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Author Notes:

Correspondence: E-mail: d.stanisic@griffith.edu.au (DIS); ivomueller@fastmail.fm (IM)

Danielle I. Stanisic and Sarah Javati contributed equally to this work.

Conceived and designed the experiments: DIS MRG IM.

Performed the experiments: DIS SJ BK EL CK.

Analyzed the data: DIS IM.

Contributed reagents/materials/analysis tools: JJ BS EVSM PS IF.

Wrote the paper: DIS SJ MRG IM.

We would like to thank all study participants and their families and the field teams at the Institute of Medical Research.

We would also like to thank Moses Lagog and Anselm Masalan for assistance with sample processing.

The funders had no role in study design, data collection and analysis, decision to publish, or preparation of the manuscript.

The authors have declared that no competing interests exist.

Subjects:

Research Funding:

This work was supported by the National Institutes of Health (AI063135), the Australian Agency for International Development (AusAID) and the National Health and Medical Research Council (Grant no. 516735).

IM is supported by an NHMRC Senior Research Fellowship (Grant no. 1043345).

This work was made possible through Victorian State Government Operational Infrastructure Support and Australian Government NHMRC IRIISS.

Keywords:

  • Science & Technology
  • Life Sciences & Biomedicine
  • Infectious Diseases
  • Parasitology
  • Tropical Medicine
  • PARASITOLOGY
  • TROPICAL MEDICINE
  • DUFFY-BINDING-PROTEIN
  • INHIBIT PARASITE GROWTH
  • PLASMODIUM-VIVAX
  • FALCIPARUM-MALARIA
  • BLOOD MONOCYTES
  • IN-VITRO
  • ANTIBODIES
  • INFECTION
  • PROTECTION
  • DIVERSITY
  • Plasmodium
  • Antibodies
  • Malaria
  • Malarial parasites
  • Merozoites
  • Vaccines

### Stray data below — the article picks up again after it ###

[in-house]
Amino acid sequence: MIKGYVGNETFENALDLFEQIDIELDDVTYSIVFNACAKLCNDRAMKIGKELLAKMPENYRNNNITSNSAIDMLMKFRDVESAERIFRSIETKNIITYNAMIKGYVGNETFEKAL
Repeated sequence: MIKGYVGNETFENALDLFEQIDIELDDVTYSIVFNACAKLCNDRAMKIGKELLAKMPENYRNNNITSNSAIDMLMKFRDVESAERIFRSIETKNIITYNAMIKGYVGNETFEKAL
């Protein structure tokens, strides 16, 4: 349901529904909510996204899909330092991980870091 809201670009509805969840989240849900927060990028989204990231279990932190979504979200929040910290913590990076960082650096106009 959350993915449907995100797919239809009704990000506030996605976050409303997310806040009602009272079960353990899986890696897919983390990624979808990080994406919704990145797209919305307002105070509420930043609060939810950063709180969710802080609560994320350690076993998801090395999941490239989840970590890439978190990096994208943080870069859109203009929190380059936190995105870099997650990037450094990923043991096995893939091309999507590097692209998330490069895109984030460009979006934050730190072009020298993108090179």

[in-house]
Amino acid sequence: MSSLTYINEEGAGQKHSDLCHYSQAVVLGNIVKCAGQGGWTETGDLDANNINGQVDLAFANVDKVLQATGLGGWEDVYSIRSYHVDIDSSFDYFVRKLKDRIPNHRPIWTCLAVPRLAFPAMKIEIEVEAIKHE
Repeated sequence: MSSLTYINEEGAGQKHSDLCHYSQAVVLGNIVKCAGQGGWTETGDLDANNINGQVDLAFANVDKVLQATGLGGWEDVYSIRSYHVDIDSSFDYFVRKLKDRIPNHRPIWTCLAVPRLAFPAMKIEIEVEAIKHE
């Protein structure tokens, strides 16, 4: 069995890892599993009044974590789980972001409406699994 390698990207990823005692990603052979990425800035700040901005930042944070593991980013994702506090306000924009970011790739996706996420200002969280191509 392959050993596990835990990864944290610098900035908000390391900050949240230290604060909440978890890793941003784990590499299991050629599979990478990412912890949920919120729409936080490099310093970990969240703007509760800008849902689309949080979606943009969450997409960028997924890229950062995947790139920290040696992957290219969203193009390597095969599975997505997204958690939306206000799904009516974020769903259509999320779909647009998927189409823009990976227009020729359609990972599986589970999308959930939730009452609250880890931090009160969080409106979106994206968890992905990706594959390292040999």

• Parasitic diseases
  • Antibody response

Naturally Acquired Immune Responses to P. vivax Merozoite Surface Protein 3 alpha and Merozoite Surface Protein 9 Are Associated with Reduced Risk of P. vivax Malaria in Young Papua New Guinean Children

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Journal Title:

PLoS Neglected Tropical Diseases

Volume:

Volume 7, Number 11

Publisher:

, Pages e2498-e2498

Type of Work:

Article | Final Publisher PDF

Abstract:

Background:Plasmodium vivax is the most geographically widespread human malaria parasite. Cohort studies in Papua New Guinea have identified a rapid onset of immunity against vivax-malaria in children living in highly endemic areas. Although numerous P. vivax merozoite antigens are targets of naturally acquired antibodies, the role of many of these antibodies in protective immunity is yet unknown.Methodology/Principal Findings:In a cohort of children aged 1-3 years, antibodies to different regions of Merozoite Surface Protein 3α (PvMSP3α) and Merozoite Surface Protein 9 (PvMSP9) were measured and related to prospective risk of P. vivax malaria during 16 months of active follow-up. Overall, there was a low prevalence of antibodies to PvMSP3α and PvMSP9 proteins (9-65%). Antibodies to the PvMSP3α N-terminal, Block I and Block II regions increased significantly with age while antibodies to the PvMSP3α Block I and PvMSP9 N-terminal regions were positively associated with concurrent P. vivax infection. Independent of exposure (defined as the number of genetically distinct blood-stage infection acquired over time ( mol FOB)) and age, antibodies specific to both PvMSP3α Block II (adjusted incidence ratio (aIRR) = 0.59, p = 0.011) and PvMSP9 N-terminus (aIRR = 0.68, p = 0.035) were associated with protection against clinical P. vivax malaria. This protection was most pronounced against high-density infections. For PvMSP3α Block II, the effect was stronger with higher levels of antibodies.Conclusions:These results indicate that PvMSP3α Block II and PvMSP9 N-terminus should be further investigated for their potential as P. vivax vaccine antigens. Controlling for mol FOB assures that the observed associations are not confounded by individual differences in exposure.

Copyright information:

© 2013 Stanisic et al.

This is an Open Access work distributed under the terms of the Creative Commons Attribution 4.0 International License (https://creativecommons.org/licenses/by/4.0/).
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